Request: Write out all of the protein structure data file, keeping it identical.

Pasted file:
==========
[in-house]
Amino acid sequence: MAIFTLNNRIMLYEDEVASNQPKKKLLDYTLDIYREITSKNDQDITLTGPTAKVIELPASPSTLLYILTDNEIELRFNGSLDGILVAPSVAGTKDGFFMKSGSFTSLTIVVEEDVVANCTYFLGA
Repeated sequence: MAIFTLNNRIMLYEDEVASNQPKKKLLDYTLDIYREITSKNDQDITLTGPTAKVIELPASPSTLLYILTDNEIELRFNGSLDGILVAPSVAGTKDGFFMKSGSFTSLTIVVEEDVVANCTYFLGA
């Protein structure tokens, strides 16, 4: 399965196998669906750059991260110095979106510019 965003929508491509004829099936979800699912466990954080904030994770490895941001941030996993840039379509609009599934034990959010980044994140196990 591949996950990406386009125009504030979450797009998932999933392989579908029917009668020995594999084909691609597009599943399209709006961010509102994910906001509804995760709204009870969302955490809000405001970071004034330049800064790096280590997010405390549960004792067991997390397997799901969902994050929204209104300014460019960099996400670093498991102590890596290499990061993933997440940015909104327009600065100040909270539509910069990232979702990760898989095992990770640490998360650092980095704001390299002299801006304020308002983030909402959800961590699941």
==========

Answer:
[in-house]
Amino acid sequence: MAIFTLNNRIMLYEDEVASNQPKKKLLDYTLDIYREITSKNDQDITLTGPTAKVIELPASPSTLLYILTDNEIELRFNGSLDGILVAPSVAGTKDGFFMKSGSFTSLTIVVEEDVVANCTYFLGA
Repeated sequence: MAIFTLNNRIMLYEDEVASNQPKKKLLDYTLDIYREITSKNDQDITLTGPTAKVIELPASPSTLLYILTDNEIELRFNGSLDGILVAPSVAGTKDGFFMKSGSFTSLTIVVEEDVVANCTYFLGA
């Protein structure tokens, strides 16, 4: 399965196998669906750059991260110095979106510019 965003929508491509004829099936979800699912466990954080904030994770490895941001941030996993840039379509609009599934034990959010980044994140196990 591949996950990406386009125009504030979450797009998932999933392989579908029917009668020995594999084909691609597009599943399209709006961010509102994910906001509804995760709204009870969302955490809000405001970071004034330049800064790096280590997010405390549960004792067991997390397997799901969902994050929204209104300014460019960099996400670093498991102590890596290499990061993933997440940015909104327009600065100040909270539509910069990232979702990760898989095992990770640490998360650092980095704001390299002299801006304020308002983030909402959800961590699941």